To help build goodwill between the police and community, if a car has a defect unknown to the driver (e.g., a non-working taillight), the driver could be issued a courtesy notice instead of a fix-it ticket, given a reasonable time period to fix the violation, and, after providing proof of correction, the case would be closed without any fine or court appearance.

When a court is not the best agency for handling a matter before it, e.g., a mentally disabled defendant charged with blocking a sidewalk, justice would be better served and the underlying problem addressed if a judge, prior to rendering a decision, could refer the defendant to an appropriate social services agency to be linked to services the defendant needs to address the underlying reason for the infraction.

In "Barking to the Choir", Father Gregory Boyle quotes a Chinese proverb, "The beginning of wisdom is to call things by their right name".  To fix the traffic court system, we have to recognize it for what it is: misfocused, inequitable, and a "hellhole of desperation" for the poor.

There are better alternatives including those discussed above.  No doubt there are others.  The important thing for us is to start a dialogue, come to a consensus as to better alternatives, and make the necessary changes.  Only when a more equitable, traffic safety focused system is in place will we achieve safer roads and, at least in traffic court, fair justice for all.

Documentos sobre determinadas posturas

A FAIRER, MORE EFFECTIVE TRAFFIC COURT ALTERNATIVE

Summary

Position paper describes the present state of traffic court and suggests some possible alternatives. 

 

Traffic court is substantially the same as in 2015 when Governor Brown described it as a "hellhole of desperation" for the poor.  Was it always this way?  What are the alternatives?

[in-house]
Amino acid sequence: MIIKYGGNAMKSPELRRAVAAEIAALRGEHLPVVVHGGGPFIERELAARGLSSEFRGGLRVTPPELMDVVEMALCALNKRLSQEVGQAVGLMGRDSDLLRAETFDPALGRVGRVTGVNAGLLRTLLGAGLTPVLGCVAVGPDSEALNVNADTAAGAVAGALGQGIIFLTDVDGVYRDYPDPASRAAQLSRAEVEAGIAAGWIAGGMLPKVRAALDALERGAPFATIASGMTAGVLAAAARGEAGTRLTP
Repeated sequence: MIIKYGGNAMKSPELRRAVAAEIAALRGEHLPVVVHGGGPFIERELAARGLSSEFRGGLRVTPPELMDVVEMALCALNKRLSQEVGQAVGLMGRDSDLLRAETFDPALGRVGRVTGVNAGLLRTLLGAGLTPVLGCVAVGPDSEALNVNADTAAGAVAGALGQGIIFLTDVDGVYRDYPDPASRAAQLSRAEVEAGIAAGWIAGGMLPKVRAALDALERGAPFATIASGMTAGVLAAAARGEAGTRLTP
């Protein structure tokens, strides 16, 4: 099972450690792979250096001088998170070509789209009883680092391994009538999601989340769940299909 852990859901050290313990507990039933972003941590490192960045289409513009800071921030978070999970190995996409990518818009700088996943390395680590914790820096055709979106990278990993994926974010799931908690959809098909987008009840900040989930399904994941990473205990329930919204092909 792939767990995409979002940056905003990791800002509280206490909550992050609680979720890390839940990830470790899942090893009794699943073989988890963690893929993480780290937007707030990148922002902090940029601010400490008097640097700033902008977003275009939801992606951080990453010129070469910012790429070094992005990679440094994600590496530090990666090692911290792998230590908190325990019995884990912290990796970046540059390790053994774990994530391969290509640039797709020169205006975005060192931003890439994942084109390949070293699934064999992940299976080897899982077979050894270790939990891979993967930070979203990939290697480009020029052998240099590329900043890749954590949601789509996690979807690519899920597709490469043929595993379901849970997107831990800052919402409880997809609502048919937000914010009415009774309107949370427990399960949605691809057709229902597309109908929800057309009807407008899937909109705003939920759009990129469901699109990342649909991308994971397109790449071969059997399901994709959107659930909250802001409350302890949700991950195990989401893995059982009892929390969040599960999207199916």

Under the traffic court system, each infraction incurs a base fine, a penalty assessment, and other fees.  In 1953 the first penalty assessment was $1 per $20 of base fine or $5 for a $100 base fine.  Today, the penalty assessment and fees for the same $100 base fine are $390 - a 7,700% increase! 

Due to the numerous unpaid tickets and suspended driver licenses spawned by traffic court fines, to date, there have been two traffic amnesty programs.  Future ones are inevitable because these programs do not address the underlying cause for the unpaid tickets or suspended licenses. 

While the theoretical purpose for penalty assessments is to have those who violate laws help finance programs related to decreasing those violations, that is not their purpose today.  For example, the State Penalty Fund receives the largest portion of penalty assessment revenues, with the rest going to various funds including a State DNA Identification Fund and a County Emergency Medical Services Fund.  What do the latter two funds have to do with decreasing infraction violations?  The answer is simple:  NOTHING.  Furthermore, most of the programs receiving State Penalty Fund revenues also have nothing to do with decreasing traffic violations.  Thus, the major purpose for penalty assessment and other fees is the need to fund programs unrelated to decreasing traffic violations.

There are fairer and more effective alternatives.  For instance, a traffic court system that issues one or more points instead of fines for moving violations should be more equitable because points have a more even effect across the socio-economic spectrum.  In particular, since people differ economically, a specific fine can be insignificant for the rich, but a hardship for the poor.  However, a point brings every driver, rich or poor, equally closer to having a suspended license. 

In addition to the current practice of removing points from drivers' record after three years, drivers can be rewarded by removing one point from their record after each shorter, continuous period of time they do not incur a new point.

Also, court resources could be better allocated by charging drivers for only the services they use.  This approach will result in fewer drivers utilizing traffic arraignment courts because what a driver can accomplish at a court arraignment can generally be accomplished quicker and cheaper online or at a courthouse cashier window.  Likewise, fewer drivers will go to trial because of the additional cost if found guilty.  The resulting freed up traffic courtrooms and personnel could be used to handle heavily backlogged matters, e.g., small claims cases.